Queensland’s new Labor government is being confronted with its first crisis. It not only places doubt over the government’s tenuous majority, but it goes to the heart of its credibility. The government’s survival is at stake just two months after it was elected.
At a press conference on Sunday, Premier Annastasia Palaszczuk sacked MP Billy Gordon from the parliamentary Labor Party and called on him to resign his seat. His resignation from parliament would trigger a byelection, which, if won by the Liberal National Party, would give Labor and the LNP 43 seats each in the 89-seat Legislative Assembly.
Gordon, the member for the north Queensland seat of Cook, had failed to disclose his criminal history, including that an apprehended violence order was issued against him after a complaint by his mother in 2008.
On Friday, Palaszczuk referred an allegation that Gordon was involved in an incident of domestic violence to Queensland police commissioner Ian Stewart. Gordon also admitted that he had failed to pay child support to his former partner.
Gordon has apologised for not notifying Palaszczuk of his criminal record. But this has clearly not been enough to save his party membership and looks likely to end his fledgling political career.
At the time of publishing, Gordon had not publicly responded to the premier’s actions.
Palaszczuk’s first big test
Throughout her press conference, Palaszczuk used strong language to criticise Gordon’s criminal actions and his failure to notify ALP officials of his criminal history when he ran for preselection. She said:
The member for Cook was dishonest with me. He has let me down, he has let my deputy down, he has let my team down and he has let the people of Queensland down.
Gordon’s failure to notify party officials during preselection is particularly noteworthy given that he has run as a Labor candidate before. In 2013, he unsuccessfully stood for the ALP in the federal seat of Leichhardt.
Palaszczuk called on ALP head office to reform its preselection practices. She said that if the party had known of Gordon’s criminal history during the preselection process, he would never have been a Labor candidate.
A fast-moving story
In calling for Gordon’s resignation from parliament and sacking him from the parliamentary party, Palaszczuk did what was required of her in the short term given the events of the past 48 hours.
On Sunday, Queensland speaker and independent MP Peter Wellington said that Gordon should step down as a member of parliament, and a byelection should be called. This would place the Labor government in a perilous situation given that it relies on Wellington’s support to stay in power.
Wellington’s call came on the back of the Sunday Mail newspaper claiming that it has:
… obtained correspondence sent to the premier on March 13 – two weeks before the police referral in relation to claims made by Gordon’s former partner.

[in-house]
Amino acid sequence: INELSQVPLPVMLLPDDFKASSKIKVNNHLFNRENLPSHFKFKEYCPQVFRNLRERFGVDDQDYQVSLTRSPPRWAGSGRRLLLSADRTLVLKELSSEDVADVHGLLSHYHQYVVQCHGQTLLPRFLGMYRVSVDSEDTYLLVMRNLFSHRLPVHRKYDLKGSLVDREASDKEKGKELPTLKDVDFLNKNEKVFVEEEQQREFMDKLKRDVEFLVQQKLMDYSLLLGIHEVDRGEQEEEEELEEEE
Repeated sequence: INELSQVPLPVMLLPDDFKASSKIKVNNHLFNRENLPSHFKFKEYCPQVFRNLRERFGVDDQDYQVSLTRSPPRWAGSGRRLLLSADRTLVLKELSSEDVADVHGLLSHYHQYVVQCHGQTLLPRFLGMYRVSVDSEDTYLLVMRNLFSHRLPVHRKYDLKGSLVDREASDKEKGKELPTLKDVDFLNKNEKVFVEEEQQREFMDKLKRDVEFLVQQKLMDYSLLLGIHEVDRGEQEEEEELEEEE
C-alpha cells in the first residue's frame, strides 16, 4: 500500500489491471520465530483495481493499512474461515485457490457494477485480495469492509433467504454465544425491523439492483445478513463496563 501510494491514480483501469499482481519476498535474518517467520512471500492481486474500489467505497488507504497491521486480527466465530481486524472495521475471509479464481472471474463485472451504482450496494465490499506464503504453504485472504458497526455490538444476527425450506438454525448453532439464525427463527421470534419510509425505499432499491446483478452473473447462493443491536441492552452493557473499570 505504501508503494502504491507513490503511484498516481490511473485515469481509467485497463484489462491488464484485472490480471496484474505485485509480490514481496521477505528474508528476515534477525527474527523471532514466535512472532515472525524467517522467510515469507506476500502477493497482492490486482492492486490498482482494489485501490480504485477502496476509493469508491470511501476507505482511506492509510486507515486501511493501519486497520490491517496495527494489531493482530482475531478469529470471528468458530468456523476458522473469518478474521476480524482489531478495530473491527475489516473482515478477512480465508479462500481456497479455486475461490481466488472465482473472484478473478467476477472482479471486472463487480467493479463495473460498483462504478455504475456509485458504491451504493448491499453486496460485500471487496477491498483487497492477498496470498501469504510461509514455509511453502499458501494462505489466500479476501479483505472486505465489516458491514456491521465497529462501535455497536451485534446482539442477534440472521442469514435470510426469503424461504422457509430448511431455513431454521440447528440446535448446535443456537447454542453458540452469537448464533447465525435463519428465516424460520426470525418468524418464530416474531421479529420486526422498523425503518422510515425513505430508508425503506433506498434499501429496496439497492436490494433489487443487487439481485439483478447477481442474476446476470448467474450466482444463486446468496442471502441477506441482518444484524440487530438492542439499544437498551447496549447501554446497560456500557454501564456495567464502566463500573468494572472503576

This could potentially give some weight to Opposition Leader Lawrence Springborg’s assertion that the Palaszczuk had covered up the allegations against Gordon.
Palaszczuk’s promises and potential implications
Palaszczuk made integrity, honesty and transparency a central theme throughout January’s state election campaign. She used this strategy to highlight Campbell Newman’s lack of support for Queensland’s anti-corruption watchdog, the Crime and Corruption Commission, and suggested that her government would be more accountable to the electorate.
Integrity was also the central theme that Palaszczuk kept returning to on Sunday. In doing so, she framed her handling of this issue as a debate on her own leadership abilities, by constantly referring to the government’s response in personal, emotive language:
I have always maintained integrity is fundamental to any government I lead … I am prepared to put my premiership on the line.
And by saying that she “felt sick to the stomach” over Gordon’s actions, Palaczszuk shifted the spotlight away from Gordon’s past, or Labor’s apparent failure to do its due diligence on its candidates, and placed it firmly on the government’s moral character.
Such language might be easy to use in a press conference, but Palaszczuk’s stance has political implications well beyond the next media cycle. When asked if she would accept Gordon’s vote should he become an independent MP critical to the government’s survival, Palaszczuk refused to answer. She knows that any potential answer could destroy her government.
The ALP clearly does not want to support an independent MP who was so harshly condemned by its leader today. However, it also does not want to face the prospect of losing a byelection that could bring down the government.
If an LNP candidate wins a future contest in the seat of Cook it will drastically alter the dynamics of the Queensland parliament. It would almost certainly tilt the balance in the LNP’s favour. While Wellington would notionally support the ALP, what the two Katter’s Australian Party (KAP) MPs would do remains uncertain.
While Palaszczuk has rightly taken a strong position against Gordon, her next task is to ensure actions speak louder than words – even if it jeopardises her government’s survival.